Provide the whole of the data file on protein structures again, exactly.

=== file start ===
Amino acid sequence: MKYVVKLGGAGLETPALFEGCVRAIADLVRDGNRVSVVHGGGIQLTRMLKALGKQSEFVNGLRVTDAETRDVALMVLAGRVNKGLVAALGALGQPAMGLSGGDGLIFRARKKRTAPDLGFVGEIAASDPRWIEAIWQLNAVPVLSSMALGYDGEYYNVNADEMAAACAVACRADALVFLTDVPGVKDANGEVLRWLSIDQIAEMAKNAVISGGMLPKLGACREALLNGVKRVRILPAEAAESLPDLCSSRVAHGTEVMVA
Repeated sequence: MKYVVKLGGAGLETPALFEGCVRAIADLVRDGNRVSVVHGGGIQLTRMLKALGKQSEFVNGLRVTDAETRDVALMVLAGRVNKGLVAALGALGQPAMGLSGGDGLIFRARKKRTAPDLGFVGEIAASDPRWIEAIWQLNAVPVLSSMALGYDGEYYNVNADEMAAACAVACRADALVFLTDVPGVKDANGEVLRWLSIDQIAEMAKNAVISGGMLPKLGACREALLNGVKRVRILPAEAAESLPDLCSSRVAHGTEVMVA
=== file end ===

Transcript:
Amino acid sequence: MKYVVKLGGAGLETPALFEGCVRAIADLVRDGNRVSVVHGGGIQLTRMLKALGKQSEFVNGLRVTDAETRDVALMVLAGRVNKGLVAALGALGQPAMGLSGGDGLIFRARKKRTAPDLGFVGEIAASDPRWIEAIWQLNAVPVLSSMALGYDGEYYNVNADEMAAACAVACRADALVFLTDVPGVKDANGEVLRWLSIDQIAEMAKNAVISGGMLPKLGACREALLNGVKRVRILPAEAAESLPDLCSSRVAHGTEVMVA
Repeated sequence: MKYVVKLGGAGLETPALFEGCVRAIADLVRDGNRVSVVHGGGIQLTRMLKALGKQSEFVNGLRVTDAETRDVALMVLAGRVNKGLVAALGALGQPAMGLSGGDGLIFRARKKRTAPDLGFVGEIAASDPRWIEAIWQLNAVPVLSSMALGYDGEYYNVNADEMAAACAVACRADALVFLTDVPGVKDANGEVLRWLSIDQIAEMAKNAVISGGMLPKLGACREALLNGVKRVRILPAEAAESLPDLCSSRVAHGTEVMVA